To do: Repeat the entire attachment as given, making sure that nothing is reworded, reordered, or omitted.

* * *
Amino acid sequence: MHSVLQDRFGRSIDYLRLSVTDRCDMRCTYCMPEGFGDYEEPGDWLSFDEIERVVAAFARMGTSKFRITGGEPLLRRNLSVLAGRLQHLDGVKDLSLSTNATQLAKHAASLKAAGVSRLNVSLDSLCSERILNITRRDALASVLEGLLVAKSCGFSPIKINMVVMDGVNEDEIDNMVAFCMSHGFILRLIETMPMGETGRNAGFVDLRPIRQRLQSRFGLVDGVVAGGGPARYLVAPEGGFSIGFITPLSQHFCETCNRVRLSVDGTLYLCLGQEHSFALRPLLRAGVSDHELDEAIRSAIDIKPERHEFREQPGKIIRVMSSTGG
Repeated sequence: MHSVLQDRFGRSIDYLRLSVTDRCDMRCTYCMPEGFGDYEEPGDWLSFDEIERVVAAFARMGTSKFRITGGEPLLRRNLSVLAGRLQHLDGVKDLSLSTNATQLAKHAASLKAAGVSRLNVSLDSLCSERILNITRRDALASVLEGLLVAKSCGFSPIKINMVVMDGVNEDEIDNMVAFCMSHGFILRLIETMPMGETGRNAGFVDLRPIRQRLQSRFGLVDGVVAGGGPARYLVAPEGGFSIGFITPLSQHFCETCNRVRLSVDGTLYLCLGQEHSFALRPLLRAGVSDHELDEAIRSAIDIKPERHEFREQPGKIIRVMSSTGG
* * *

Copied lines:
Amino acid sequence: MHSVLQDRFGRSIDYLRLSVTDRCDMRCTYCMPEGFGDYEEPGDWLSFDEIERVVAAFARMGTSKFRITGGEPLLRRNLSVLAGRLQHLDGVKDLSLSTNATQLAKHAASLKAAGVSRLNVSLDSLCSERILNITRRDALASVLEGLLVAKSCGFSPIKINMVVMDGVNEDEIDNMVAFCMSHGFILRLIETMPMGETGRNAGFVDLRPIRQRLQSRFGLVDGVVAGGGPARYLVAPEGGFSIGFITPLSQHFCETCNRVRLSVDGTLYLCLGQEHSFALRPLLRAGVSDHELDEAIRSAIDIKPERHEFREQPGKIIRVMSSTGG
Repeated sequence: MHSVLQDRFGRSIDYLRLSVTDRCDMRCTYCMPEGFGDYEEPGDWLSFDEIERVVAAFARMGTSKFRITGGEPLLRRNLSVLAGRLQHLDGVKDLSLSTNATQLAKHAASLKAAGVSRLNVSLDSLCSERILNITRRDALASVLEGLLVAKSCGFSPIKINMVVMDGVNEDEIDNMVAFCMSHGFILRLIETMPMGETGRNAGFVDLRPIRQRLQSRFGLVDGVVAGGGPARYLVAPEGGFSIGFITPLSQHFCETCNRVRLSVDGTLYLCLGQEHSFALRPLLRAGVSDHELDEAIRSAIDIKPERHEFREQPGKIIRVMSSTGG